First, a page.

Tag: therapy

Meditation: A Path To Inner Peace (Part 1 of 4)

A path to inner peace

Throughout history, meditation has been an integral part of many cultures. Records indicate that meditation was practiced in ancient Greece and India more than 5,000 years ago.

In the Buddhist religion, meditation is an important part of their spiritual practice. Different forms of meditation also practice in China and Japan, and Christianity, Judaism, and Islam have traditions similar to meditation.

The word meditation comes from the Latin ‘meditari’ which means: exercise, turn something over in one’s mind, think, consider. Its definition is “consciously directing your attention to alter your state of mind.”

The alternative therapy

Meditation is one of the proven alternative therapies that in recent years have been classified under the mind-body medicine therapies.

It is continuing to gain popularity, as more and more health experts believe that there is more to the connection between mind and body than modern medicine can explain.

Meditation aids the immune system and improve brain activity, according to researchers.

More and more doctors are prescribing meditation as a way to lower blood pressure, improve exercise performance, for people with angina, to help people with asthma to breathe easier, to relieve insomnia, and generally relax everyday stresses of life.

Many hospitals now offer meditation classes for their patients because of the health benefits. All promote physiological health and well-being.

For spiritual growth, now for managing stress

Traditionally, meditation is use for spiritual growth. Recently, it become a valuable tool for managing stress and finding a place of peace, relaxation, and tranquility in a demanding fast-paced world.

Benefits resulting from meditation include: physical and emotional healing; easing stress, fear, and grief; improved breathing; developing intuition; deep relaxation; exploring higher realities; finding inner guidance; unlocking creativity; manifesting change; emotional cleansing and balancing; and deepening concentration and insight.

A.K.A (also known as)

Meditation elicits many descriptive terms: stillness, silence, tranquility, peace, quiet, and calm. All counter stress and tension.

 

Continue reading:

Meditation: A Path To Inner Peace (Part 2 of 4)

Meditation: A Path To Inner Peace (Part 3 of 4)

Meditation: A Path To Inner Peace (Part 4 of 4)

Advertisements

Healing Abandonment & Abuse through Awareness (Part 1 of 2)

 

Many people I work with in therapy or in my writing-as-healing classes discover stories that surprise them—stories about the mistakes they felt their parents made, power imbalances in the family, or stories about physical or sexual abuse.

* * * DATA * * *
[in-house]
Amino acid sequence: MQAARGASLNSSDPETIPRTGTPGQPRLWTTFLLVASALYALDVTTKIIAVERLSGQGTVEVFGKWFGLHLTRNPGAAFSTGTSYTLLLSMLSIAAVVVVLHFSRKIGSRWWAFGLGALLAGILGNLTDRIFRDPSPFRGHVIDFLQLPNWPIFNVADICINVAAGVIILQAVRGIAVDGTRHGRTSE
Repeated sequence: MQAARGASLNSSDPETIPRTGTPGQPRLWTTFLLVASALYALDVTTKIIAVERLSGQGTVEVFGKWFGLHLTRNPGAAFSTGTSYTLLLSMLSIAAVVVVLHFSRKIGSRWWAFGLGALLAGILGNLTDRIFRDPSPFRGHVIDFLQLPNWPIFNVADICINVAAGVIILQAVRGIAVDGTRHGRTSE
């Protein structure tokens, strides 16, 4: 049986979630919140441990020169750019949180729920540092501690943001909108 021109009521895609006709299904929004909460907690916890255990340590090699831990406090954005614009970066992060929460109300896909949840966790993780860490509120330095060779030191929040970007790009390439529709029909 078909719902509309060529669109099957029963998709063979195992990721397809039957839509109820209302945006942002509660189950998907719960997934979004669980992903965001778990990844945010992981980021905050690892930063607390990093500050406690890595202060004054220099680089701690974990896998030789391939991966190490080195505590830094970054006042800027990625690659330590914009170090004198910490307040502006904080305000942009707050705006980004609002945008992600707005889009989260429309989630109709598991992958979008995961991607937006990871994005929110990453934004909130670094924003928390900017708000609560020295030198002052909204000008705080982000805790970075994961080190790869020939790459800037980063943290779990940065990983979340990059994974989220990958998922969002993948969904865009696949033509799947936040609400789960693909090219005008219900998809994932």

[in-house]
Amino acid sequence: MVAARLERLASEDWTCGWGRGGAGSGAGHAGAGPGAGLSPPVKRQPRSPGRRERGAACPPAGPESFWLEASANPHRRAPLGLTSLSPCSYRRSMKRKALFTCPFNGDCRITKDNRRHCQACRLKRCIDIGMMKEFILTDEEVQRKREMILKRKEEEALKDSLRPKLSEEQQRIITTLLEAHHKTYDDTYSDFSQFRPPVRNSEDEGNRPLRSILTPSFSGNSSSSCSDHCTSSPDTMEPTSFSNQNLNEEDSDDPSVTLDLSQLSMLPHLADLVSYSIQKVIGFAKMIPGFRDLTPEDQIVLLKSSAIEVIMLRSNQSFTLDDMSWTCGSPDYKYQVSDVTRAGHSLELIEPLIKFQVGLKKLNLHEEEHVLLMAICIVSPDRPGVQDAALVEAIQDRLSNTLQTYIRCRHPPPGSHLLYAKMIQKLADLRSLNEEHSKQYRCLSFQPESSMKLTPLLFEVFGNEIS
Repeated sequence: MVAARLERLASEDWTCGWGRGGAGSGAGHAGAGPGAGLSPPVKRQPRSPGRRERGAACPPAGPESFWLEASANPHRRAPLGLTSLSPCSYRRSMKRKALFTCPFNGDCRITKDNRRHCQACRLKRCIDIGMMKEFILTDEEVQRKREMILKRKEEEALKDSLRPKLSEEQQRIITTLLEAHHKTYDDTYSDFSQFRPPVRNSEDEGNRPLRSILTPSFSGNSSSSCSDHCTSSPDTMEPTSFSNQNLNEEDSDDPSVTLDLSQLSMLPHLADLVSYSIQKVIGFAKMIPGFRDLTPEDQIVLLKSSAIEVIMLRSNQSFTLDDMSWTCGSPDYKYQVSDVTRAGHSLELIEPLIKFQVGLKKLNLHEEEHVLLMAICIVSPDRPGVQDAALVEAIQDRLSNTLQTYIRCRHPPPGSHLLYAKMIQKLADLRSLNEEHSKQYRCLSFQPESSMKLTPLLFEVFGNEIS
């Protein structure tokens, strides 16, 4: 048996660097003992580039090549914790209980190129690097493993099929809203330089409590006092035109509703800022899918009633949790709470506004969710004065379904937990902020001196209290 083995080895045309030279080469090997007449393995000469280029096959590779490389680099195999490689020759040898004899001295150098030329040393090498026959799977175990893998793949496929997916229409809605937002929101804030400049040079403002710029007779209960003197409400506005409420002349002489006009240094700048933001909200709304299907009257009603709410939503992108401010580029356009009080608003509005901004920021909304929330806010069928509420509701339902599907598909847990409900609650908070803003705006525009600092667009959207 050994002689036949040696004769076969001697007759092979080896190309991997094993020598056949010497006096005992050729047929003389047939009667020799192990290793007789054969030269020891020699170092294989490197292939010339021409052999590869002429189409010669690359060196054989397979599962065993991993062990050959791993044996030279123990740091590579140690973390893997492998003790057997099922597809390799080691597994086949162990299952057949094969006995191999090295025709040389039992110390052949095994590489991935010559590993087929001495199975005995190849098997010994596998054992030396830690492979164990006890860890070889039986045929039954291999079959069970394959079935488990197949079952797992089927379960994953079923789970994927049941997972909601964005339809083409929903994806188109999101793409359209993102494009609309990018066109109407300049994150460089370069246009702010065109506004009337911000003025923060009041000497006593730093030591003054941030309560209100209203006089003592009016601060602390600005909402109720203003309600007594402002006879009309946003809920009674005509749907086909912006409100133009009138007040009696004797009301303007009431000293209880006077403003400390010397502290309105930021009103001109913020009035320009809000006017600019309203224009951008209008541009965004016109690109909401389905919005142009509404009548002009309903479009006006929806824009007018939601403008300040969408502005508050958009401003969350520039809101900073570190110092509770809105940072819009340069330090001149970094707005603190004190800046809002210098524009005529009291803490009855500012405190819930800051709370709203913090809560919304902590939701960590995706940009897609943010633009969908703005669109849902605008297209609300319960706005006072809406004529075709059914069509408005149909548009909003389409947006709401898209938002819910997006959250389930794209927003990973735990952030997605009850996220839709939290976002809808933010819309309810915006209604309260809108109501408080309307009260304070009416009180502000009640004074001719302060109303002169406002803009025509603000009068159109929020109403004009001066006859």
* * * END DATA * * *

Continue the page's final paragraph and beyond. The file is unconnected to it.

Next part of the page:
The darker stories are often a surprise. When writers sat down to write, those issues were not directly on their minds, but deep, revealing stories erupted from the pen. Though they were unexpected, for some they were a relief.

People who have been in therapy have had the same kind of experience—the subject matter in the forefront of the mind is not the material that “accidentally” arises during the session.

The therapy session begins with a particular subject in the present—for example dissatisfaction at work or trouble in a relationship, but often travels back in time with associations to parents, school, or past relationships.

It has become a cliché to talk about “dysfunctional” relationships and families, but most people do not have perfect families, and many have had to struggle with a range of problems—alcoholism, abuse—physical, sexual, or emotional, eating disorders, and depression, to name a few.

No one likes to be reminded of the past but when it keeps coming up, we are pushed to learn new responses as we search for more peace and positivism in our lives.

 

The past is not dead—it’s not even past.

-William Faulkner

Different kinds of abandonment

For people who have been abandoned, either literally by actual physical absence, or emotionally. A parent can be in the home and not there for us. The abandoned child syndrome may remain years later, showing up through insecurities and fears. Clinging behaviors or its opposite—walls to intimacy.

The abandoned child inside the adult can create havoc such as alcohol abuse, repeating their own abandonment by abandoning children, or refusal to have children out of fear of repetition. Depression, lack of energy and creativity, anger, and trying to fill up the emptiness may be manifestations of these issues.

 

Continue reading the last part.